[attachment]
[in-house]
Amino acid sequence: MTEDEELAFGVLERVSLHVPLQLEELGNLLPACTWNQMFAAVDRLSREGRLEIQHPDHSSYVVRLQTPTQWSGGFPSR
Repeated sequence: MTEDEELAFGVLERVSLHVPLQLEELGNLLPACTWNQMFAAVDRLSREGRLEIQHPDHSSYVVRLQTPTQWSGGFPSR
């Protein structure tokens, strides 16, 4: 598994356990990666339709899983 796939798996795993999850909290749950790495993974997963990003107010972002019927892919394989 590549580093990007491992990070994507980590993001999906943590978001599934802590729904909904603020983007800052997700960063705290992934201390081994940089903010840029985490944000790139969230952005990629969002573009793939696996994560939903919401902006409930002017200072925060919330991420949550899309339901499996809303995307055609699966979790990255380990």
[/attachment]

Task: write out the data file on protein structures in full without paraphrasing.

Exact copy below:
[in-house]
Amino acid sequence: MTEDEELAFGVLERVSLHVPLQLEELGNLLPACTWNQMFAAVDRLSREGRLEIQHPDHSSYVVRLQTPTQWSGGFPSR
Repeated sequence: MTEDEELAFGVLERVSLHVPLQLEELGNLLPACTWNQMFAAVDRLSREGRLEIQHPDHSSYVVRLQTPTQWSGGFPSR
């Protein structure tokens, strides 16, 4: 598994356990990666339709899983 796939798996795993999850909290749950790495993974997963990003107010972002019927892919394989 590549580093990007491992990070994507980590993001999906943590978001599934802590729904909904603020983007800052997700960063705290992934201390081994940089903010840029985490944000790139969230952005990629969002573009793939696996994560939903919401902006409930002017200072925060919330991420949550899309339901499996809303995307055609699966979790990255380990």